hi every body I just want to know what happen when we do an casting in object does it change in it structure or in it values ???
ex: suppose fruit is object of super class Fruit and apple is object of sup class Apple what happen if we do that
fruit = apple //this an implict casting it same fruit = (Fruit)apple;
Object is generic
Fruit is less generic, some what specific
Apple is more specific
when you refer Apple as Object ... you can only know that its an object and its having a hashcode
when you refer Apple as Fruit ... you know that its an Apple and may know if its a seeded fruit or jello type depending on the properties of the class Fruit
when you refer Apple as Apple ... you know that its an Apple and if its a seeded fruit or jello type and you may calculate its nutrient values using its own methods
Basically, nothing in structure changes... but it depends on what you can see from your point. Programatically, if the referring class has a property / method of same type and signature and it is one of the parent classes of the assigned object, it can access the assigned objects property / method.
maary bill wrote:hi every body I just want to know what happen when we do an casting in object does it change in it structure or in it values ???
Casting one reference type to another reference type does not do any kind of conversion. So no, it does not change the structure or the value of what you are casting.
Casting is nothing more than telling the compiler that you know better than the compiler what the actual type of an object is. Suppose that you have a class Fruit and a subclass Apple. Somewhere in your code, you create an Apple like this:
You can do this without a cast because an Apple is a Fruit (Apple is a subclass of Fruit).
Suppose that later on in the program you need to access some specific method of class Apple on todaysFruit, and you happen to know that todaysFruit is really an Apple, even though the type of the variable is Fruit and not Apple. You could then cast it:
What you are doing here is telling the compiler: "I have something here that you think is a Fruit, but I know that it is an Apple, so treat it as if it is an Apple." Note that the check if it really is an Apple is still done at runtime; so when you run the program and Java notices that the object is in fact not an Apple, you will get a ClassCastException.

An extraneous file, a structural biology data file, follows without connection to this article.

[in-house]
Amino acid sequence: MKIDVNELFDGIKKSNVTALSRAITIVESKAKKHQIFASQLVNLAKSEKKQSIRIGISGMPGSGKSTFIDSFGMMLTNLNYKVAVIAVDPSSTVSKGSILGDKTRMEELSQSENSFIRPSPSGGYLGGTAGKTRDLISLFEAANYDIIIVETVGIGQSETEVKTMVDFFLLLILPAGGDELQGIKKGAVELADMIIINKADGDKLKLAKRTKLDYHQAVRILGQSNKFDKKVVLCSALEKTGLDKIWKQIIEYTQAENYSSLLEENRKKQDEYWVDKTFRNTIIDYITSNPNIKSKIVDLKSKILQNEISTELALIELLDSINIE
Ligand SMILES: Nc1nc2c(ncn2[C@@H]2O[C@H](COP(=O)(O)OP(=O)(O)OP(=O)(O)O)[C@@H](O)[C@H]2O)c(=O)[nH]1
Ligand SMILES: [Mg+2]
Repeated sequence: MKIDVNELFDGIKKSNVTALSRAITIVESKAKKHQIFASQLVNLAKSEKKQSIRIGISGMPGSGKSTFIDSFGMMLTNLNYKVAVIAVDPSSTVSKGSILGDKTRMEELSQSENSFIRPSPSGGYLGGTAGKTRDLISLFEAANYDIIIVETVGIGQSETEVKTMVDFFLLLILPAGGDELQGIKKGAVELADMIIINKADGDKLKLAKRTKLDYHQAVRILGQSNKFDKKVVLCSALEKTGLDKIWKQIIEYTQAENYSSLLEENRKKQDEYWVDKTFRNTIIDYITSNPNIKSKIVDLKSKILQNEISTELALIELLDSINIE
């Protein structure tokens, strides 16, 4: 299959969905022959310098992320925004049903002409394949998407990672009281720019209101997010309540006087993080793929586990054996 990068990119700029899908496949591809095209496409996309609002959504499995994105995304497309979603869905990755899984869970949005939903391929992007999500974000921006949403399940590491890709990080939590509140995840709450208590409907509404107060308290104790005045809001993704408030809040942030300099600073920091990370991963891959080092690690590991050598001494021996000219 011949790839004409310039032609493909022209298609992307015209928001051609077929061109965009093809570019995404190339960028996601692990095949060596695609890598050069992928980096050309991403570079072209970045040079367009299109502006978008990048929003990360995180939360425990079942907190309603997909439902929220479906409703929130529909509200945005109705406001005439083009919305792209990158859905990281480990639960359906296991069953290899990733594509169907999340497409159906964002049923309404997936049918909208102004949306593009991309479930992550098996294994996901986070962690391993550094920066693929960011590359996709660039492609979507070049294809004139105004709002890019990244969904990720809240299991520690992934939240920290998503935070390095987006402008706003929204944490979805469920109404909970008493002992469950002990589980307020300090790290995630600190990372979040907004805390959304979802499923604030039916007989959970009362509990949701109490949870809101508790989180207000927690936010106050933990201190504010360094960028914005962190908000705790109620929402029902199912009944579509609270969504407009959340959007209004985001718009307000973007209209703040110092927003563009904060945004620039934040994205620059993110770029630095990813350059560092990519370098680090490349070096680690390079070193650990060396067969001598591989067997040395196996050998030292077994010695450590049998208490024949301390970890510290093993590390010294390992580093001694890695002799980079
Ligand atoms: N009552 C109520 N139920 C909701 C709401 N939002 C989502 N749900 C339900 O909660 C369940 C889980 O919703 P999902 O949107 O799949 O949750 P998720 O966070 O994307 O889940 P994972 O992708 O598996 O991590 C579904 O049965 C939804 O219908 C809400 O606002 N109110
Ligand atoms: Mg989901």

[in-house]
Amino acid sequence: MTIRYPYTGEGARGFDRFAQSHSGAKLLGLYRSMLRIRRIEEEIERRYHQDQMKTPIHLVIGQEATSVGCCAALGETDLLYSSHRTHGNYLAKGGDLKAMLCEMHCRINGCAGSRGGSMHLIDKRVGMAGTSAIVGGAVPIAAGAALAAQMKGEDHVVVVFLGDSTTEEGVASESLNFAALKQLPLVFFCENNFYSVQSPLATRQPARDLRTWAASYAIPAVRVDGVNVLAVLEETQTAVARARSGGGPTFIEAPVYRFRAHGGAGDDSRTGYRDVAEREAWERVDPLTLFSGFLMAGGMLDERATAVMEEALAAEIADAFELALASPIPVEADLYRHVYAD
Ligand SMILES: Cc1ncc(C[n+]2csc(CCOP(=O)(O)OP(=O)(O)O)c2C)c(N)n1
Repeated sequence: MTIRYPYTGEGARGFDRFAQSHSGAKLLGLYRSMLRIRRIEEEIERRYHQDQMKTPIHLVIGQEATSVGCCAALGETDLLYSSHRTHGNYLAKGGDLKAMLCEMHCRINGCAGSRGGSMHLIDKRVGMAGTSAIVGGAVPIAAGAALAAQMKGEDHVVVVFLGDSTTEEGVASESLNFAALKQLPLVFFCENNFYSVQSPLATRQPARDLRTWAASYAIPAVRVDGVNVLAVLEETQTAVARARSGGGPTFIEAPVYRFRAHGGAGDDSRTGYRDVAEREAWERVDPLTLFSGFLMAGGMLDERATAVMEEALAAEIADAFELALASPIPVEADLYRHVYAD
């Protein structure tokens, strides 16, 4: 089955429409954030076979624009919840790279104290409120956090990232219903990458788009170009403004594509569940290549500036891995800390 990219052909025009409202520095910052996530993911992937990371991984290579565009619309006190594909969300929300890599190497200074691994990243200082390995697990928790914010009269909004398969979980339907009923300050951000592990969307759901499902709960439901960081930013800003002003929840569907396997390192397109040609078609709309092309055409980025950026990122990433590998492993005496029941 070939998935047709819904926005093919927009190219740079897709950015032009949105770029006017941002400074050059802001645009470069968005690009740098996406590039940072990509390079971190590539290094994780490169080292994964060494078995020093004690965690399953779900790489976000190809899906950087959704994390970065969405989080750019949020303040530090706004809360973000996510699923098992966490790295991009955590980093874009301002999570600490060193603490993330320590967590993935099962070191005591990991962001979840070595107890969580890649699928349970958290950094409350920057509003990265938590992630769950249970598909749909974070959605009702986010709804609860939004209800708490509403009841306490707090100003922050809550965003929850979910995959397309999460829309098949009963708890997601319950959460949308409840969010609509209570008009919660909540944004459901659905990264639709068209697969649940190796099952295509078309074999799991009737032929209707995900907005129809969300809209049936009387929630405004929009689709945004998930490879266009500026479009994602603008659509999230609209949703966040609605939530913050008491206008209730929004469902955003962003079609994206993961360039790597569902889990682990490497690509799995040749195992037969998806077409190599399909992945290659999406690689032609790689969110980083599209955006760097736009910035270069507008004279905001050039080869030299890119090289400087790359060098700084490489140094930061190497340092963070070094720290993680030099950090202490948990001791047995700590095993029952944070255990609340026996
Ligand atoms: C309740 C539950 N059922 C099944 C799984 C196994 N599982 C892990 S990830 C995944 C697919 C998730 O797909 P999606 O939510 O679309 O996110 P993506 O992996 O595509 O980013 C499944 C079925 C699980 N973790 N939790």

So, a cast defers a type check from compile time to runtime. You are giving up some of the type safety that the compiler provides. In principle you should avoid casts as much as possible because of this. The less casts you have, the less chance that your program will crash with an unexpected ClassCastException.
With primitive types, casting works a little differently; primitive types are indeed converted when you do a cast. For example when you cast a float to an int, the value of the float is converted to an integer (and you loose the digits after the decimal point).
It's exactly what Jesper just told you. You're telling the compiler, "Even though you know o1 as type Object, I want you to treat it as Comparable." The compiler allows it because it's possible the object could be a Comparable. (Remember implementing an interface is inheritance, and it's an IS-A relationship, just like extending a class.) And it's fine at runtime if the object pointed to actually happens to BE a Comparable.
So what are you not understanding?
Joined: Jun 20, 2011
If you want to know how to use the references, read on, you know that every class inherits Object class. The problem is Object class is too generic to use in a real app. So you create classes according to your need. Now, since Object class is a parent class of your "created classes", you can refer the objects of your classes (the app classes you have created) with Object class reference. But Object class doesn't know any of the new properties in your app class. So you must use a reference that knows more about your app class object to refer the property. That's where the casting comes into picture. You cast the object into a more specific type to pickup the properties in it. Same applies to methods too.